Seung-Hwan Oh’s ‘public rage’ after throwing down the gloves…what went wrong?

It was an unprecedented display of anger by Oh Seung-hwan (41, Samsung Lions).

Samsung lost 6-7 against KT Wiz at KT Wiz Park in Suwon, South Korea, on April 16. The Lions led 5-1 through three innings, but their bullpen collapsed in the middle and late innings. With the score tied at 6-6 in the bottom of the ninth, left-handed reliever Lee Seung-hyun gave up a game-tying hit to Lee Ho-yeon with the bases loaded. After sweeping a three-game series against the LG Twins in midweek, Samsung fell to its fourth straight loss of the season, dropping to 25-35 with a win-loss margin of -10.

But it was Oh Seung-hwan who stole the show. Entering the game in the bottom of the eighth inning with a 6-4 lead, Oh got the first batter, Jung Jun-young, to hit a bunt single in front of the pitcher. He then gave up an RBI double to Park Kyung-soo. With two outs and the score 6-5, Ahn Chi-young laid down a sacrifice bunt to load the bases. With foreign hitter Anthony Alford at bat, Park Jin-man opted to make a pitching change, sending Lee Seung-hyun to the mound. After pitching coach Jung Hyun-wook signed for the change, Oh Seung-hwan walked off the mound and threw the ball he was holding into the third base bleachers.메이저사이트

His anger didn’t stop there. As he walked into the dugout, he threw up his glove and kicked it. It was an ‘unusual’ scene because he is not a player who usually shows his emotions. “I’ve never seen Oh Seung-hwan do this before,” said MBC Sports Plus commentator Lee Sang-hoon, who broadcast the game.

Oh Seung-hwan pitched against the Suwon KT Wiz on the 16th. Seung-hwan Oh publicly expressed his anger when he was replaced in the eighth inning. Courtesy of the Samsung Lions

The reasons for his anger can be interpreted in a variety of ways. It could have been a combination of self-pity for his poor pitching (one-third of an inning, two hits, two runs, and one earned run) and frustration with center fielder Kim Hyun-jun for not catching Park’s hit. Perhaps most notable was the timing of the substitution. Seung-hwan Oh had only thrown seven pitches when he was pulled with runners on first and third.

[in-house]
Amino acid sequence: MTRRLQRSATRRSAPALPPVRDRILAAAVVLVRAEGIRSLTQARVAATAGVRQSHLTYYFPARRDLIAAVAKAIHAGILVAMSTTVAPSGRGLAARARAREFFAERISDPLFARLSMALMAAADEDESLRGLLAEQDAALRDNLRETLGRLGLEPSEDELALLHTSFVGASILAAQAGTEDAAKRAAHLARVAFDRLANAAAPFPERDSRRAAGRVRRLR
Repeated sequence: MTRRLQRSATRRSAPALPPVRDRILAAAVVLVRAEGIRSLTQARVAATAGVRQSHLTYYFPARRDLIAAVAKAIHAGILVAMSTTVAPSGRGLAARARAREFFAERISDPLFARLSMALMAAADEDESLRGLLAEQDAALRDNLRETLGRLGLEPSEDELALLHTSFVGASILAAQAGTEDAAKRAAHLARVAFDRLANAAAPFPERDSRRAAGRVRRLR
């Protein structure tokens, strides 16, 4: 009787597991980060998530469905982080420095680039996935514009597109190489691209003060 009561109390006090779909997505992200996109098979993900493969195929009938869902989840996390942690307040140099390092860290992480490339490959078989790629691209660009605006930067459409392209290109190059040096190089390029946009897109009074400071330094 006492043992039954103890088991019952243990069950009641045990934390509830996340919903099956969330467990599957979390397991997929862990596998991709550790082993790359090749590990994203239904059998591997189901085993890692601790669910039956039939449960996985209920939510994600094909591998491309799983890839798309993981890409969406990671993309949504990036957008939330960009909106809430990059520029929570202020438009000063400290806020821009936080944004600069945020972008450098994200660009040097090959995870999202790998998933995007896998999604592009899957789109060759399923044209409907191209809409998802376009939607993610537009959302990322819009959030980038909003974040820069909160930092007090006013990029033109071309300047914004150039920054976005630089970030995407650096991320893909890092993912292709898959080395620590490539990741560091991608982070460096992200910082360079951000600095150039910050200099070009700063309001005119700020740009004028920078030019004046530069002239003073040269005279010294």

Oh is a specialized closer who leads the KBO in career saves (379), but against KT, he took the mound in the eighth inning instead of the ninth. Unless it was a two-inning closer, another member of the bullpen was likely to take the mound in the ninth inning, which meant that Oh wasn’t going to be used as a closer that day. It would have been a blow to his ego to be pulled in a clutch situation.

After an up-and-down season, Seung-hwan Oh made his first “start” since turning pro in 2005 in early May. It was an “extreme prescription” for his recovery. He’s been eating second-team food for a while, but he still hasn’t been able to settle down. There are many interpretations of his eighth inning appearance against KT. It was a situation where the player was sensitive to the outcome of the pitching change.

Samsung’s bullpen failed as a result. Samsung tied the game at 6-6 in the bottom of the eighth when third baseman Kim Young-woong fielded Park Byung-ho’s routine grounder to first base. They lost the game in the bottom of the ninth inning. Worse than the loss was the team’s mood. How to handle veteran Oh Seung-hwan’s public outburst is now the “real crisis” for Samsung, which trails the last-place Hanwha Eagles by half a game.

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